Fatal monument attack suspect ordered to mental health exam
INDIANAPOLIS, Ind. — The man accused of throwing a fatal punch at a visiting Canadian businessman on the Soldiers and Sailors Monument last fall has been ordered “for examination concerning sanity.”
Marion Superior Judge Lisa Borges signed the order for Jonathan Belcher, 34, accused of punching David H. Smith in the side of the face and sending the visitor to pavement where he struck his head. Smith suffered brain damage and never recovered before life support was terminated last month at a rehabilitation hospital in Atlanta.
Belcher faces six counts for the alleged attack on Smith and another woman, the most serious of which, aggravated battery posing a substantial risk of death, could result in just a 16-year prison sentence and $10,000 fine.
He’s currently being housed at Logansport State Hospital.
Two other times, cases against Belcher have been adjudicated with references to his lack of mental capacity.
Witnesses told State Capitol Police Belcher was shouting, “Get off my ship!” before the attack on Monument grounds last October and was spotted carrying on a conversation with an imaginary companion.
Belcher listed the same address for all three of his 2017 Indianapolis arrests.
On January 24th, the Coalition for Homelessness Intervention and Prevention counted 1,682 homeless persons in Indianapolis and found 34 percent of them had serious mental illness issues.
For the past 18 months, the Reuben Engagement Center has struggled to fill two-thirds of its beds set aside for the homeless and those suffering from substance addiction and mental illness.
Under new protocols established in mid-June, IMPD delivered its first voluntary client to Reuben from its downtown district on Thursday.
“That’s a great option for us that we didn’t have before—to get some people some help rather than just trying to arrest our way out of it, which we know in law enforcement doesn’t work,” said IMPD Captain John Mann.
The Mobile Crisis Assistance Team (MCAT) pilot program located on IMPD’S East District has referred 27 clients to Reuben in seven months and might soon be expanded throughout the city.
“Initially we were working mostly with community partners—your mental health treatment centers, your shelters—and they were bringing people here initially,” said Brandi McCord, Reuben executive director.
Last year Reuben provided temporary housing for 940 clients.
This year’s number is just below 700, and McCord has a goal of 1,500 clients by the end of 2018.
“About 55 percent of the individuals who have come in here have been connected to that next-step treatment provider so they were ready for change,” said McCord. “The other individuals who were not connected were not ready for change, and they did self-exit.”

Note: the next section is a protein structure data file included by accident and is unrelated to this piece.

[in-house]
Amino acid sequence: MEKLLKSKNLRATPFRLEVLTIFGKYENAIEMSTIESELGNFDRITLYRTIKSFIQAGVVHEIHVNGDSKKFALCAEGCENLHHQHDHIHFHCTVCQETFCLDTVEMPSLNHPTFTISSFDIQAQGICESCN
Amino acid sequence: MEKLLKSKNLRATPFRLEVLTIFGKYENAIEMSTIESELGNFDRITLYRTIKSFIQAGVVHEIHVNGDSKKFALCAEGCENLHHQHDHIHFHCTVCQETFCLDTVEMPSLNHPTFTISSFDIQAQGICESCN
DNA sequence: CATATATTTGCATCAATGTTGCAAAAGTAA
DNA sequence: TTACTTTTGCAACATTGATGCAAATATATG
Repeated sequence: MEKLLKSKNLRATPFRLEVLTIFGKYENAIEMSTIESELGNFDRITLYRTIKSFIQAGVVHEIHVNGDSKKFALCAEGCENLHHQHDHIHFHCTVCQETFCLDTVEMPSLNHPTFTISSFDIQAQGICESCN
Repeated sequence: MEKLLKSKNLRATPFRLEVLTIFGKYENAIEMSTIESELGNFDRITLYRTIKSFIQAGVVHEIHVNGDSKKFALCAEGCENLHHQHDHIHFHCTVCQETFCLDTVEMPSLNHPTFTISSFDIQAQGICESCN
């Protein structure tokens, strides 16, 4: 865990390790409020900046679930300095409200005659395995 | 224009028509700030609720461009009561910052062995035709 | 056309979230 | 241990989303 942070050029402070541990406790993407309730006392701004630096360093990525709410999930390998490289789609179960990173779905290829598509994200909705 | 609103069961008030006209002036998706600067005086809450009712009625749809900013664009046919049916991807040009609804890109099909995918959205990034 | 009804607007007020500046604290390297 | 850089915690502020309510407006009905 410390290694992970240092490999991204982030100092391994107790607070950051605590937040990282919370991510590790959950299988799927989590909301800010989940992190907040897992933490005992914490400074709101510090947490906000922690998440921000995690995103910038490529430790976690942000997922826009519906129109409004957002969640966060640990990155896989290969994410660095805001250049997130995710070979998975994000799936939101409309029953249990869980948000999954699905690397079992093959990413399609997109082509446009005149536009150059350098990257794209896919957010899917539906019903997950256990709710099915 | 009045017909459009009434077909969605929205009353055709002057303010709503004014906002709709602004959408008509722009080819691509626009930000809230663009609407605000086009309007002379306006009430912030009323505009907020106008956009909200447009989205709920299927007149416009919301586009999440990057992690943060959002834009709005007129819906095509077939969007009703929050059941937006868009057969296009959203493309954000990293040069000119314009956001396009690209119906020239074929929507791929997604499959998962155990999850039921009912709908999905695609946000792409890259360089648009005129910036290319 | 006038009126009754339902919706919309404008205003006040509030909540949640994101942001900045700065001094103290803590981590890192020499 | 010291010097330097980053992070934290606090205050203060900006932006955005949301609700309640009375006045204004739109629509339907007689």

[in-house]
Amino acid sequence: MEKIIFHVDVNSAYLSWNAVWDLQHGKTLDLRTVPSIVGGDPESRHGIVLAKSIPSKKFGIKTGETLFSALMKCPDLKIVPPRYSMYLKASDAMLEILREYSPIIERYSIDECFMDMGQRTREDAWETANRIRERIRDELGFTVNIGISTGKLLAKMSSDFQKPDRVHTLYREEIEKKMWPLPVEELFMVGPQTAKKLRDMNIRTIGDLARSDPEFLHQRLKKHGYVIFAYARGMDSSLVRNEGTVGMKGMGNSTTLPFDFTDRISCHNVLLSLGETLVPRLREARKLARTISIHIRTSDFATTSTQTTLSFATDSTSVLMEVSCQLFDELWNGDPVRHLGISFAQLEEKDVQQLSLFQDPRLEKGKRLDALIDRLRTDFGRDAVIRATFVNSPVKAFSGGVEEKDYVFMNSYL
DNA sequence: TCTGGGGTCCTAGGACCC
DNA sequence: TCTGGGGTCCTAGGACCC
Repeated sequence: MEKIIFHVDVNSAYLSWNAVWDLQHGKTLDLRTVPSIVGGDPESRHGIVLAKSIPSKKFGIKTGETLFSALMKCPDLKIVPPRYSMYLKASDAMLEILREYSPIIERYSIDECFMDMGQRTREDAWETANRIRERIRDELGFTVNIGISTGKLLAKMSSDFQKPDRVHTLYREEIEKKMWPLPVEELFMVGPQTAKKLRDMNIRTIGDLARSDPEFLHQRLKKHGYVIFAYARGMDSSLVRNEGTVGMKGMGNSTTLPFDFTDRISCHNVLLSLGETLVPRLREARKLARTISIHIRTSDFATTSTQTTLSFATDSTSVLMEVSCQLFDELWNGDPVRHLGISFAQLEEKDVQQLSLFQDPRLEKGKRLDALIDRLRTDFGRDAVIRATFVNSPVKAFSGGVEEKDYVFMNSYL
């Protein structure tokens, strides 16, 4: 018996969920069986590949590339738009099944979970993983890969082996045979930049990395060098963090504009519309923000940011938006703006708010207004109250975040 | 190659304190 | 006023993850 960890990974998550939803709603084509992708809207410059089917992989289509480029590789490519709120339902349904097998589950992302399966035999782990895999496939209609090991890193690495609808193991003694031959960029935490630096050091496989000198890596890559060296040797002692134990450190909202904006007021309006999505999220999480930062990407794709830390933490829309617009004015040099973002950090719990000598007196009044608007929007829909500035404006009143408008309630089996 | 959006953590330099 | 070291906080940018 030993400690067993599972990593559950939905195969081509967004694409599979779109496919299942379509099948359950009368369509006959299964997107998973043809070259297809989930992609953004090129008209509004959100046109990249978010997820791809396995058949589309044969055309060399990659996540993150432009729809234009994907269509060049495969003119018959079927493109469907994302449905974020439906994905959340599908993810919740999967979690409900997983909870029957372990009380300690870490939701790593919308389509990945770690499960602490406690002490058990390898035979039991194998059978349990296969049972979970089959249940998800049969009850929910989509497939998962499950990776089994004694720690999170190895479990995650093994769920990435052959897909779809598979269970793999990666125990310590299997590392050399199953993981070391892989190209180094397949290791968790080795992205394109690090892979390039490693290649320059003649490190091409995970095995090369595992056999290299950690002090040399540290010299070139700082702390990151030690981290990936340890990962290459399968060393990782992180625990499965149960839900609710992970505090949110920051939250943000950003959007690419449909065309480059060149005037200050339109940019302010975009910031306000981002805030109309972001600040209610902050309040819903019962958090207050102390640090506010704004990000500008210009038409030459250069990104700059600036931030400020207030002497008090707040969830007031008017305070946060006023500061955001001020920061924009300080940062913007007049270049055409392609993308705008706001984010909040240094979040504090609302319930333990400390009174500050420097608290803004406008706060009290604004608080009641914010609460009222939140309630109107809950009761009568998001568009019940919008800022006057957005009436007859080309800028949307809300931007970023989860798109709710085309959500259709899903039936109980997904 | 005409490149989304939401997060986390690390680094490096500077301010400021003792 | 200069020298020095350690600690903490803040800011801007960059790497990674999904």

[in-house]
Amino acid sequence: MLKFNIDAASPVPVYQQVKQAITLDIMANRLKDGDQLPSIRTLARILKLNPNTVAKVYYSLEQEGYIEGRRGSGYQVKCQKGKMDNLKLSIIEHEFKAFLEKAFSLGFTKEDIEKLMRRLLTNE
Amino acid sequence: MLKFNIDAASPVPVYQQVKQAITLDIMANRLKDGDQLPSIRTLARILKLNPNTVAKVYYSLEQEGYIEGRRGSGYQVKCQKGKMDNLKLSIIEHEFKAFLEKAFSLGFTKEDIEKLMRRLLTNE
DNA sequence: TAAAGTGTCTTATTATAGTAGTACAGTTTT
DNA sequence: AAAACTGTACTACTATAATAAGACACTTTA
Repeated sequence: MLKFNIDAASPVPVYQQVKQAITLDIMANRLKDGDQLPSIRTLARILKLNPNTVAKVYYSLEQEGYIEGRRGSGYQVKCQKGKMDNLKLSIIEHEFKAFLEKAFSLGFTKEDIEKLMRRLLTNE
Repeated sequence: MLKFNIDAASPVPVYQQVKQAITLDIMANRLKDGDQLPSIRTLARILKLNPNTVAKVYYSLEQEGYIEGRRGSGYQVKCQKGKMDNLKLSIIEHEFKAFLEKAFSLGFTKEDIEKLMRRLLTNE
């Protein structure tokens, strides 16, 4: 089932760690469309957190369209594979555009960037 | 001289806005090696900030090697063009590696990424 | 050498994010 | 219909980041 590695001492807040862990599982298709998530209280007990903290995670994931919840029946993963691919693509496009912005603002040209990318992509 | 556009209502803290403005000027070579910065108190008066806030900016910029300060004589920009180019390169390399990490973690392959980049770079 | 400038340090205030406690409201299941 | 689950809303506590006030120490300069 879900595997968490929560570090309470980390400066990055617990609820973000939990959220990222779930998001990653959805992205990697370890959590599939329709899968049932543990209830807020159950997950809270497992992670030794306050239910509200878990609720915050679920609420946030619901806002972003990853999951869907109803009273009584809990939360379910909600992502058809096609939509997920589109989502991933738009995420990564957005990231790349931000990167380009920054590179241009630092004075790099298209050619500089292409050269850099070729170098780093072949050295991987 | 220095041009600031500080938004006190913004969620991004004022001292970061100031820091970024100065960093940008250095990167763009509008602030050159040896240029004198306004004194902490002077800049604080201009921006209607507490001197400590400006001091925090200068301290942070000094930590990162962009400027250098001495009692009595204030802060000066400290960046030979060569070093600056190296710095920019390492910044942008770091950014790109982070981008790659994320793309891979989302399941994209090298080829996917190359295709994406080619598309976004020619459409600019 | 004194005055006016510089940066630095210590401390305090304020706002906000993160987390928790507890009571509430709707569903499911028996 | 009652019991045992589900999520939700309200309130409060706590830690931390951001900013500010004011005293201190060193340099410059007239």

Mayor Joe Hogsett has included an assessment facility at his planned $570 million community justice center where ground is being prepared on East Prospect Street in the Twin Aire community.
Such a facility is intended to off-ramp arrestees and potential referrals before entering the new 3,000-bed Marion County Jail.
“You don’t want your jails to be overrun by people with low-level crimes who have mental health needs and addictions needs because the jails are not a good place to serve those individuals,” said McCord. “They just don’t have the capacity to offer them the services that the community mental health centers and treatment centers would be able to offer them otherwise.”
When CHIP published its Point-In-Time survey findings in May, Hosgett said, “Building on the 400 units of additional supportive housing we have identified, we remain focused on providing rental assistance and wraparound support services to ensure the long-term stability and success of our neighbors.”
Hogsett also issued a challenge to “identify an additional 400 units of permanent supportive housing for individuals currently experiencing homelessness,” according to a press release.
Captain Mann has identified those formerly homeless residents as the people who populate downtown street corners and parks— asking for money, sleeping in doorways and confronting each other on state-owned property.
“Although you’re housed, you’re homeless, and now you become housed, what are you gonna do?” Mann asked. “So you’ve got a place to go sleep at night, but what are you doing during the day? Well, if your ‘during the day’ is here or your ‘during the day’ is downtown, the perception could be that all these homeless don’t have a place or aren’t housed. And that’s not accurate.”
Visit Indy, the city’s convention booking agency, has expressed concern to the mayor that the evermore visible homeless population— which has staked its claim to the Mile Square after authorities cleaned up encampments under bridges, overpasses and on near-downtown streets—could be chasing away potential conference business and visitors.
“They’re tolerant of people sleeping,” said Mann, confirming that downtown residents, business people and guests are spotting more homeless under blankets in doorways and on benches day-and-night. “It’s the behaviors that cause an issue for us. They don’t like it when panhandlers become aggressive. They don’t like it when homeless leave trash and feces behind, and that’s what elevates it. And I think that’s where some people are becoming intolerant of the actions of some of the homeless, and its not all of them. Its just a few, and it’s the few that we work on, whether its getting medication or getting help or, in some cases, getting them housed.”